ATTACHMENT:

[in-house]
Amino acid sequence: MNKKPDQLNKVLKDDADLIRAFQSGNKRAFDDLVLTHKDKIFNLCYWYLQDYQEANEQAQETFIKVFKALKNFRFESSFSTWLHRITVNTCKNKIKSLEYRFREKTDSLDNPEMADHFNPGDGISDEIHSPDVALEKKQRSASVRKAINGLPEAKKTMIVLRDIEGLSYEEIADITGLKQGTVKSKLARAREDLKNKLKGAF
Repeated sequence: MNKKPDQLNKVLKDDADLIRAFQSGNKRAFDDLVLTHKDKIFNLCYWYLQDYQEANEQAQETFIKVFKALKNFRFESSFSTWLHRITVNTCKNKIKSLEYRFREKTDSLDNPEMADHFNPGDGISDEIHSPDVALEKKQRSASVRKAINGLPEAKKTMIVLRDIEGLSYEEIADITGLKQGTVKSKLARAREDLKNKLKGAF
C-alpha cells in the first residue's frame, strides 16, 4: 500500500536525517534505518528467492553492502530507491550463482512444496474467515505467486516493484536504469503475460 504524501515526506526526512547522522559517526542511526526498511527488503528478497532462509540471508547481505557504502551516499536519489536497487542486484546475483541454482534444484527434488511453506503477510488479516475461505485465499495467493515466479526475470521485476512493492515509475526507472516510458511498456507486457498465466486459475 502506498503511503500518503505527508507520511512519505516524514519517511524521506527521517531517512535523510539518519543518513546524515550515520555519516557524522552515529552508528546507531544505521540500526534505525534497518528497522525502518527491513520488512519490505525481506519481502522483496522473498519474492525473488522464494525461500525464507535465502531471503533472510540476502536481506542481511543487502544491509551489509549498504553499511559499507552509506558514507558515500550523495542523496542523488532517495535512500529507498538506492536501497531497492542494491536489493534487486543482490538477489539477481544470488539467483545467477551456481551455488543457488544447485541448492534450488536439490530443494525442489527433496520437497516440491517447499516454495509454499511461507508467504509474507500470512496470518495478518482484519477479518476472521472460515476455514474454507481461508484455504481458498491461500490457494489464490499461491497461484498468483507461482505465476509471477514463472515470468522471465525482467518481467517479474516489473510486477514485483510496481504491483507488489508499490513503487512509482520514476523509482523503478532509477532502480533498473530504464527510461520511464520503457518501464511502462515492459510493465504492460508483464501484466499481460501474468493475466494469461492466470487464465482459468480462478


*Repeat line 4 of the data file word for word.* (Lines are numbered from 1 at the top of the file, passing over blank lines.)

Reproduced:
C-alpha cells in the first residue's frame, strides 16, 4: 500500500536525517534505518528467492553492502530507491550463482512444496474467515505467486516493484536504469503475460 504524501515526506526526512547522522559517526542511526526498511527488503528478497532462509540471508547481505557504502551516499536519489536497487542486484546475483541454482534444484527434488511453506503477510488479516475461505485465499495467493515466479526475470521485476512493492515509475526507472516510458511498456507486457498465466486459475 502506498503511503500518503505527508507520511512519505516524514519517511524521506527521517531517512535523510539518519543518513546524515550515520555519516557524522552515529552508528546507531544505521540500526534505525534497518528497522525502518527491513520488512519490505525481506519481502522483496522473498519474492525473488522464494525461500525464507535465502531471503533472510540476502536481506542481511543487502544491509551489509549498504553499511559499507552509506558514507558515500550523495542523496542523488532517495535512500529507498538506492536501497531497492542494491536489493534487486543482490538477489539477481544470488539467483545467477551456481551455488543457488544447485541448492534450488536439490530443494525442489527433496520437497516440491517447499516454495509454499511461507508467504509474507500470512496470518495478518482484519477479518476472521472460515476455514474454507481461508484455504481458498491461500490457494489464490499461491497461484498468483507461482505465476509471477514463472515470468522471465525482467518481467517479474516489473510486477514485483510496481504491483507488489508499490513503487512509482520514476523509482523503478532509477532502480533498473530504464527510461520511464520503457518501464511502462515492459510493465504492460508483464501484466499481460501474468493475466494469461492466470487464465482459468480462478